PPI, Empire Reports Both Bad: Uh-Oh

by: Karl Denninger

Now here's a smoking shoot!

The Producer Price Index for Finished Goods rose 1.8 percent in November, seasonally adjusted, the U.S. Bureau of Labor Statistics reported today. This increase followed a 0.3-percent advance in October and a 0.6-percent decrease in September. In November, at the earlier stages of processing, prices received by manufacturers of intermediate goods climbed 1.4 percent, and the crude goods index rose 5.7 percent. On an unadjusted basis, prices for finished goods moved up 2.4 percent for the 12 months ended November 2009, their first 12-month increase since November 2008. (See table A.)

We can't use the "I" word, right? Well guess what - the PPI report just did, and the result was rather immediate. The futures ticked down fairly strongly, with both bond rates rising and the dollar holding what had been strong gains.

What? Why?

Because Europe is in trouble this morning. Both the pound and Euro are getting trashed - are the PIIGS coming home to roost?

I have said quite some time ago that I believed there was a decent chance the Euro Zone would literally implode - that is, fracture and disintegrate. That's a simple function of the fact that you have producer and leach, er, "consumer" nations in the EU Zone and this sort of imbalance only works while one can expand credit in a willy-nilly fashion to paper over the imbalances.

Now Greece, among others, is facing down the reality of such actions.

Gee, where else in the world has that been tried? Might there be dead Presidents on that nation's currency?

Crude good price pressures are now two months running up over 5% and intermediate goods are accelerating as well. A huge piece of the headline was energy in November but not in October, meaning that we're in big trouble when the crude goods number flows through the python and picks up the energy cost increases as well.

It would not surprise me to see a high single-digit price change for finished goods on the producer end in either January or February - and if so, that is going to spook the market BAD.

The problem appears to be, broadly, energy price speculation (big surprise, right) with y/o/y change up 12.2% This was first signaled last month with an 8.3% annualized rise. The only hope for containment in this regard would be a popping of the energy price bubble - a pop that may be in process now. It better be, or the PPI is going to take off like a rocket and shut down the long end of the bond curve, forcing both The Fed and Government hands.

Service industry producer prices continued to decline, with a big part of it showing up in health care (!) That's unexpected.... are people running into cost pressure between their wallet and hospitals, even with both insurance and "freebies" that can be offloaded to the taxpayer? Maybe.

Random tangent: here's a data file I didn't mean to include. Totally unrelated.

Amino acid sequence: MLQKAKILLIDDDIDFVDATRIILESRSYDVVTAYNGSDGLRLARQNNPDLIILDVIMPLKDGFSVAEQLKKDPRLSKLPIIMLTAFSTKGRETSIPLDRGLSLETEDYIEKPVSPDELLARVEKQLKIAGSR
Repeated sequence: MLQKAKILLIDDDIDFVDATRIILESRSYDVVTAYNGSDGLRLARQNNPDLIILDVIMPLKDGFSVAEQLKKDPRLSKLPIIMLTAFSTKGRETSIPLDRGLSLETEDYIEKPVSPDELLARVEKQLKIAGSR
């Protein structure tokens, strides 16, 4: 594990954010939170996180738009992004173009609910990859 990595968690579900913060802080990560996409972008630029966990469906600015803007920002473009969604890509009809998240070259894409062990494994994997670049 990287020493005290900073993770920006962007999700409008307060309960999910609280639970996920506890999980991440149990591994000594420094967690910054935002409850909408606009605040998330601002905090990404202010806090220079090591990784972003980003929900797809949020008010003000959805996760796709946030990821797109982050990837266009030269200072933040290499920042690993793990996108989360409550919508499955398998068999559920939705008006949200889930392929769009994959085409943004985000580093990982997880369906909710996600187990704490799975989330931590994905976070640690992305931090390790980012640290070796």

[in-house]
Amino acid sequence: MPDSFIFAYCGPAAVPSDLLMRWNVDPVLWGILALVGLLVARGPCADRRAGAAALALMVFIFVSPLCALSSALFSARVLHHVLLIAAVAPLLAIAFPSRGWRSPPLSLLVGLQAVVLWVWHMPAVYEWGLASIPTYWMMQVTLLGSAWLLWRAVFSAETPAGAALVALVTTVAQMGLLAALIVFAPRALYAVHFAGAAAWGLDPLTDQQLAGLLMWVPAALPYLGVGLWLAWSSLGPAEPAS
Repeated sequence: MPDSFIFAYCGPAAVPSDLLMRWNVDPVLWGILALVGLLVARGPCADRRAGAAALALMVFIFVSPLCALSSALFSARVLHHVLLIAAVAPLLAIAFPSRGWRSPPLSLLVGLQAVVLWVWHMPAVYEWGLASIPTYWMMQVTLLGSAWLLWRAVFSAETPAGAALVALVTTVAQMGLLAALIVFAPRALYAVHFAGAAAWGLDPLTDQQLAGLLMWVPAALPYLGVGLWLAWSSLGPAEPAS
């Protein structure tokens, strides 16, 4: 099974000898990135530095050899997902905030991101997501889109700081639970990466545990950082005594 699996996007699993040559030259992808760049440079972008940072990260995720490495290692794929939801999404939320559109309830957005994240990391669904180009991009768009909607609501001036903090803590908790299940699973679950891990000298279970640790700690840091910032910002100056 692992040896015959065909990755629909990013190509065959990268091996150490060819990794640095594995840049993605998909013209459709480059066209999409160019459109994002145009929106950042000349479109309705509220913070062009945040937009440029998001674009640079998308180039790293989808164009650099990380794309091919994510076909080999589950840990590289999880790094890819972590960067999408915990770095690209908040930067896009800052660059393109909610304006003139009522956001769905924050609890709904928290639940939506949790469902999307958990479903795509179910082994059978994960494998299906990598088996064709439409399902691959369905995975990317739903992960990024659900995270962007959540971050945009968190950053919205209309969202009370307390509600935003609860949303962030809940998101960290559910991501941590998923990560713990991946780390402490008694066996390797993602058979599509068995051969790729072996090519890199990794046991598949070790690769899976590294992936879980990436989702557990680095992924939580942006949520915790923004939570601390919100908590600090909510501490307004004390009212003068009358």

The internals are interesting on this report. Food prices actually fell on an annualized basis, down 1.7% from last year this month. Finished consumer goods, excluding foods, however, rose 4.7%, a monstrous rise on an annualized basis. Strong gains were found in booze prices (3.6%), gasoline (35.9%!), pharmaceuticals (5.8%), toys (5.4%), tobacco (7.1%) and jewelry (7.4%). Big declines were registered in natural gas (-15.6%), heating oil (-7.1%), electronics (-5.7%) and novelties (-2.4%).

Isn't it funny how heating oil is down 7% while gasoline is up 36% - yet both come from the same place (crude oil)? Hmmm.... is there a bit of a game being played here?

In addition one might ask what the government intends to do about the pharmaceutical problem - in a "zero inflation, zero interest rate" environment drugs are up 6%. Nice eh? Not if you're one of the over-medicated Americans it isn't!

In the capital equipment section prices for computers were down 15.7% (!) and office machines declined 6.4%. The only strong price increases were in ships (5.1%) and heavy trucks (4.2%) with the latter in particular impacted by upcoming emissions regulation changes.

This report paints a picture of extremely weak technology demand, moderately weak industrial tool demand (-2.6%), but cost-push inflation pressures bearing down on the indices through distortions in the energy market and, of course, the "Big Pig Pharma" companies.

The Empire Manufacturing Index appears to confirm the picture here - weak industrial demand - coming in with a huge miss down to 2.6:

The Empire State Manufacturing Survey indicates that conditions for New York manufacturers leveled off in December, following four months of improvement. The general business conditions index fell 21 points, to 2.6. The indexes for new orders and shipments posted somewhat more moderate declines but also moved close to zero. Input prices picked up a bit, as the prices paid index rebounded to roughly its November level; however, the prices received index moved further into negative territory, suggesting that price increases are not being passed along. Current employment indexes slipped back into negative territory. Future indexes remained well above zero but signaled somewhat less widespread optimism than in recent months. Indexes for expected prices paid and received declined moderately but remained well above zero.

So this makes two indicators on the same day, both reporting, by my analysis, the same outlook.

The Bottom Line: The pump is wearing off and the ability to reignite the game looks to be quite constrained, as we now are seeing the blowback from The Fed and Government stupidity (stoking speculation via "ZIRP" and spendthrift policies) appear in the PPI - which typically flows through to the CPI in a couple of months.